If you are like me, and love to express yourself with the most possible words, then you have probably struggled a few times to narrow your thoughts right down to about 140 words or less, to enable you post a comment on to your twitter handle (that’s if you are on Twitter). I have often felt that 140 words doesn’t even begin to capture the introductory remarks to my update of “what’s happening”, much less reflect the gist of the entire story. But that’s just it. Twitter isn’t meant to capture the entirety of the story. It is meant to highlight words and catchy phrases that draws the reader in, and inspires you, makes you reflect or lead you to do more research, all in 140 words or less. I must confess, since joining Twitter a few months ago, I have managed to cut down my sometimes verbose statements into short and precise words, that capture my imagination and what I am trying to say, without losing the meaning or impact. While it has been a struggle at times, I definitely see it as a challenge because it teaches you to exercise the use of other words (which you may not necessarily use often) that have fewer alphabets, but still conveys the message of what you are trying to say.
Thinking about twitter and its limited word allowance, takes me back to my English literature days, in High school. As part of our scheduled class work, we often had to summarise a story, or parts of it, within a given word count. To say that I struggled with this task is an understatement, given my propensity for talking and writing. However, I eventually got the hang of it and realised that I did not need to narrate every piece of information detailed in the story. What was actually needed was the gist or the most poignant part of the story.
In the real world, I have found that many times in life, we say way too much. It almost seems like we strive to be personal advisors and psychologists, even when we haven’t been extended that role. If someone doesn’t ask for your opinion about their own relationship, weight, career etc, then don’t offer advice that is not required. How does it concern you if the person is single or married? Or if the person has gained weight or lost. Or better yet, how does their weight or relationship status affect the price of rice in China? It always baffles me when I hear someone say to someone else,“Oh, you have gained weight”. Don’t you think the person knows they have put on some weight? At the end of the day, they are the ones living in their own bodies, not you, so I’m pretty sure they will notice before you ever could that their pants (trousers) aren’t fitting quite so well. And even when advice is required or asked of you, do it in a tasteful way, and be kind about it. It is not what you say, but how you say it, that gets across to people. You can offer the most constructive advice known to man, but if it comes across in a mean, condescending and arrogant manner, be rest assured that the person on the receiving end of that information will not listen to a word you have to say. But if the same information is extended in the spirit of love, tenderness and kindness, then even the most hardened of souls’ will lend you a listening ear.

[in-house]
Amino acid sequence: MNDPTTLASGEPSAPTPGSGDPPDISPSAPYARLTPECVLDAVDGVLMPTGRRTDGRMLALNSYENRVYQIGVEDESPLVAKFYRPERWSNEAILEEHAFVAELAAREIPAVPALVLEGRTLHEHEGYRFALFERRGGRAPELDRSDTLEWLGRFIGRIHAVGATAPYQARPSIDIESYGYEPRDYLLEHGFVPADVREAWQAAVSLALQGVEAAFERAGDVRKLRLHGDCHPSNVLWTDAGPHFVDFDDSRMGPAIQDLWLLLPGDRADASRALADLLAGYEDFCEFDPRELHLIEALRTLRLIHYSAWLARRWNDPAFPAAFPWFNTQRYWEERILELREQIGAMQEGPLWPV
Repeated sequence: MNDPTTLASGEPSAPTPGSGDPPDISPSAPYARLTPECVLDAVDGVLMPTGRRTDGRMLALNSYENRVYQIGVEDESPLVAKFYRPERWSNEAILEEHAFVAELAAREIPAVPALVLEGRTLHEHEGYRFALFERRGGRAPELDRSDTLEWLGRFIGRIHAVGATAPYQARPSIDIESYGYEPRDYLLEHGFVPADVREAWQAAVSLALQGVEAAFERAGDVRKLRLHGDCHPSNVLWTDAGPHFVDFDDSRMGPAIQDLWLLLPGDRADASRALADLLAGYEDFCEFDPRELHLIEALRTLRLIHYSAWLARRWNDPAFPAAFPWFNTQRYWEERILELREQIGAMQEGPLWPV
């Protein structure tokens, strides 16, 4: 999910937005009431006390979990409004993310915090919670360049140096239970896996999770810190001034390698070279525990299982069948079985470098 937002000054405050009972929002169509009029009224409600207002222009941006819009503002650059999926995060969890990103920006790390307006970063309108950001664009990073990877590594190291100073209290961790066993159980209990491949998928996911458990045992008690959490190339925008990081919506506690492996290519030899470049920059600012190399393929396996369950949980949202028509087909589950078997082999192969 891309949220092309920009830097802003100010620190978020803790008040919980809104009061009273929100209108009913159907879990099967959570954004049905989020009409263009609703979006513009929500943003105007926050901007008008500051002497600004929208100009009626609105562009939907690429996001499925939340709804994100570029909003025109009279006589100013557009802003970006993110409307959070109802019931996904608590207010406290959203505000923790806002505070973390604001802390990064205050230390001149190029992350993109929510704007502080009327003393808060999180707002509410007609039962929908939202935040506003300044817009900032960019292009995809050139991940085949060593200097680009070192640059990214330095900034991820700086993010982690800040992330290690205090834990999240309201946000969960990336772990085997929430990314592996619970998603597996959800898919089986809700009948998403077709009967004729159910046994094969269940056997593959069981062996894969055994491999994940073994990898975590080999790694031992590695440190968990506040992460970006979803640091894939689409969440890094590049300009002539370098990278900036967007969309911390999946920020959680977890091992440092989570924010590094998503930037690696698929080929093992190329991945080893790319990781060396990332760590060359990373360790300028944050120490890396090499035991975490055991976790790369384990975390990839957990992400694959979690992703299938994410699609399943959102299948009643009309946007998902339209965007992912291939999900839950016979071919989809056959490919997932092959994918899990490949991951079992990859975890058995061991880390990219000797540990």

In the words of Sufi, before you speak, let your words pass through three gates. At the first gate, ask yourself, “is it true? At the second ask, “is it necessary?” At the third gate ask “is it kind”. If this is done consistently, I’m pretty sure that by the end of the third self-imposed check, you would have scaled down your words dramatically.
As a personal challenge, try to say the most with the least words. In your everyday conversations with friends and family, try to say all you need to say in 140 words or less and see the difference it makes. After all, life teaches us that we sometimes need to say the most with just a few words.